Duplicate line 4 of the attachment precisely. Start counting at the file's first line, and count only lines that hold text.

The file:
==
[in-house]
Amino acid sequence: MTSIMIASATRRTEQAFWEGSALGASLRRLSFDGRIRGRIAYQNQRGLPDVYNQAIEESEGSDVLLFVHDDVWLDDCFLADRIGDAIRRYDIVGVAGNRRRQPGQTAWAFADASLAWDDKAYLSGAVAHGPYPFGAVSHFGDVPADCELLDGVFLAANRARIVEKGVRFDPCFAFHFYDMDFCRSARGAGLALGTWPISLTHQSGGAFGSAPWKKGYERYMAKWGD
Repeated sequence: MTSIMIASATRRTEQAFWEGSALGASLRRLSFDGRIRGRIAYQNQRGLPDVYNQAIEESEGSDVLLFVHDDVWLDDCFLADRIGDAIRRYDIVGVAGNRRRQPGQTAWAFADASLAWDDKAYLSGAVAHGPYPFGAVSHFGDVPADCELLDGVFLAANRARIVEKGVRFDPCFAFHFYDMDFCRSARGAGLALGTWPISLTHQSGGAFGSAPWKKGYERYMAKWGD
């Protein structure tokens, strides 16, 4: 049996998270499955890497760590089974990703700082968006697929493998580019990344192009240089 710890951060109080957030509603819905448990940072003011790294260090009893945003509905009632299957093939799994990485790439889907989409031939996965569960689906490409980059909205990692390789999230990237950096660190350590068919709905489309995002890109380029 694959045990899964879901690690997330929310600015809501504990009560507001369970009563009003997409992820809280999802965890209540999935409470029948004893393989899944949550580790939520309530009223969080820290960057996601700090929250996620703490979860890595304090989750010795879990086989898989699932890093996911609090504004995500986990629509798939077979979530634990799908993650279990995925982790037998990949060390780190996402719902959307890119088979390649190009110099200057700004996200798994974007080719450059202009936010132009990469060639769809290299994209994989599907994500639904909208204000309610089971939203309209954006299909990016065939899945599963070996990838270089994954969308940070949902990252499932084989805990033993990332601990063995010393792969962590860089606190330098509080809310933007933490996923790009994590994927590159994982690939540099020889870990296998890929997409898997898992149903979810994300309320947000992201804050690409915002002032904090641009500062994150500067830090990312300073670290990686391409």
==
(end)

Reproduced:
């Protein structure tokens, strides 16, 4: 049996998270499955890497760590089974990703700082968006697929493998580019990344192009240089 710890951060109080957030509603819905448990940072003011790294260090009893945003509905009632299957093939799994990485790439889907989409031939996965569960689906490409980059909205990692390789999230990237950096660190350590068919709905489309995002890109380029 694959045990899964879901690690997330929310600015809501504990009560507001369970009563009003997409992820809280999802965890209540999935409470029948004893393989899944949550580790939520309530009223969080820290960057996601700090929250996620703490979860890595304090989750010795879990086989898989699932890093996911609090504004995500986990629509798939077979979530634990799908993650279990995925982790037998990949060390780190996402719902959307890119088979390649190009110099200057700004996200798994974007080719450059202009936010132009990469060639769809290299994209994989599907994500639904909208204000309610089971939203309209954006299909990016065939899945599963070996990838270089994954969308940070949902990252499932084989805990033993990332601990063995010393792969962590860089606190330098509080809310933007933490996923790009994590994927590159994982690939540099020889870990296998890929997409898997898992149903979810994300309320947000992201804050690409915002002032904090641009500062994150500067830090990312300073670290990686391409």